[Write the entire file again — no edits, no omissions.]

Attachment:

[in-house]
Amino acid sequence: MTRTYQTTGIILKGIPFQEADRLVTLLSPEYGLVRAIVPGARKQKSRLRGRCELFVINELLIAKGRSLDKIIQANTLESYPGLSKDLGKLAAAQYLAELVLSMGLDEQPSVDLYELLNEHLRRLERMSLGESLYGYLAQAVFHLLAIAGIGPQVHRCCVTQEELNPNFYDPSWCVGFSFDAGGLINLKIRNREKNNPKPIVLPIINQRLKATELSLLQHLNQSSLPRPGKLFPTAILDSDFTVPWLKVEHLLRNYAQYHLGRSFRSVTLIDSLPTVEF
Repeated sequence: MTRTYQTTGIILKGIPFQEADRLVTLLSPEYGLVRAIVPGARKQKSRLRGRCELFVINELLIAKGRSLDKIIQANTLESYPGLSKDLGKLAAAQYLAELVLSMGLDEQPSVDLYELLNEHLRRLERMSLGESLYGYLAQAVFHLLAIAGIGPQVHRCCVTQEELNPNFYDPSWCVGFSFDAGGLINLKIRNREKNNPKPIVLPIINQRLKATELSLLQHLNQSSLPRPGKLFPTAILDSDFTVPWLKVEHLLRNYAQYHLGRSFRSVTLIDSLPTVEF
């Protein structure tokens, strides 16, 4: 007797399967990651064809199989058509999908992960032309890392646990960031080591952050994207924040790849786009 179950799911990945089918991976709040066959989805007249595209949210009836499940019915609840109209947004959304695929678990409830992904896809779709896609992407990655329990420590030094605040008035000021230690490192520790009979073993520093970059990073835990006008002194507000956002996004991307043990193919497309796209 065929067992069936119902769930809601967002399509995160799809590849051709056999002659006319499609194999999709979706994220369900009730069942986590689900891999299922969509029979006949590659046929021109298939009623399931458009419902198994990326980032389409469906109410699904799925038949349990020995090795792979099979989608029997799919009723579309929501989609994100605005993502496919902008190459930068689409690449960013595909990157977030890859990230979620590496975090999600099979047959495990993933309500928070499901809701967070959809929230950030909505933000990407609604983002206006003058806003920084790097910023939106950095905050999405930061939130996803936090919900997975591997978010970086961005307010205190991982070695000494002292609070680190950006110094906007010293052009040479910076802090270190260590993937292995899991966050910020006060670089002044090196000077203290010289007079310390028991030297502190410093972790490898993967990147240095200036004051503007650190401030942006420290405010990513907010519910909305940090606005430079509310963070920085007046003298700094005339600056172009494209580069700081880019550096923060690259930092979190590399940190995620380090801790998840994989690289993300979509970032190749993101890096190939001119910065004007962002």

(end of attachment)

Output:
[in-house]
Amino acid sequence: MTRTYQTTGIILKGIPFQEADRLVTLLSPEYGLVRAIVPGARKQKSRLRGRCELFVINELLIAKGRSLDKIIQANTLESYPGLSKDLGKLAAAQYLAELVLSMGLDEQPSVDLYELLNEHLRRLERMSLGESLYGYLAQAVFHLLAIAGIGPQVHRCCVTQEELNPNFYDPSWCVGFSFDAGGLINLKIRNREKNNPKPIVLPIINQRLKATELSLLQHLNQSSLPRPGKLFPTAILDSDFTVPWLKVEHLLRNYAQYHLGRSFRSVTLIDSLPTVEF
Repeated sequence: MTRTYQTTGIILKGIPFQEADRLVTLLSPEYGLVRAIVPGARKQKSRLRGRCELFVINELLIAKGRSLDKIIQANTLESYPGLSKDLGKLAAAQYLAELVLSMGLDEQPSVDLYELLNEHLRRLERMSLGESLYGYLAQAVFHLLAIAGIGPQVHRCCVTQEELNPNFYDPSWCVGFSFDAGGLINLKIRNREKNNPKPIVLPIINQRLKATELSLLQHLNQSSLPRPGKLFPTAILDSDFTVPWLKVEHLLRNYAQYHLGRSFRSVTLIDSLPTVEF
């Protein structure tokens, strides 16, 4: 007797399967990651064809199989058509999908992960032309890392646990960031080591952050994207924040790849786009 179950799911990945089918991976709040066959989805007249595209949210009836499940019915609840109209947004959304695929678990409830992904896809779709896609992407990655329990420590030094605040008035000021230690490192520790009979073993520093970059990073835990006008002194507000956002996004991307043990193919497309796209 065929067992069936119902769930809601967002399509995160799809590849051709056999002659006319499609194999999709979706994220369900009730069942986590689900891999299922969509029979006949590659046929021109298939009623399931458009419902198994990326980032389409469906109410699904799925038949349990020995090795792979099979989608029997799919009723579309929501989609994100605005993502496919902008190459930068689409690449960013595909990157977030890859990230979620590496975090999600099979047959495990993933309500928070499901809701967070959809929230950030909505933000990407609604983002206006003058806003920084790097910023939106950095905050999405930061939130996803936090919900997975591997978010970086961005307010205190991982070695000494002292609070680190950006110094906007010293052009040479910076802090270190260590993937292995899991966050910020006060670089002044090196000077203290010289007079310390028991030297502190410093972790490898993967990147240095200036004051503007650190401030942006420290405010990513907010519910909305940090606005430079509310963070920085007046003298700094005339600056172009494209580069700081880019550096923060690259930092979190590399940190995620380090801790998840994989690289993300979509970032190749993101890096190939001119910065004007962002």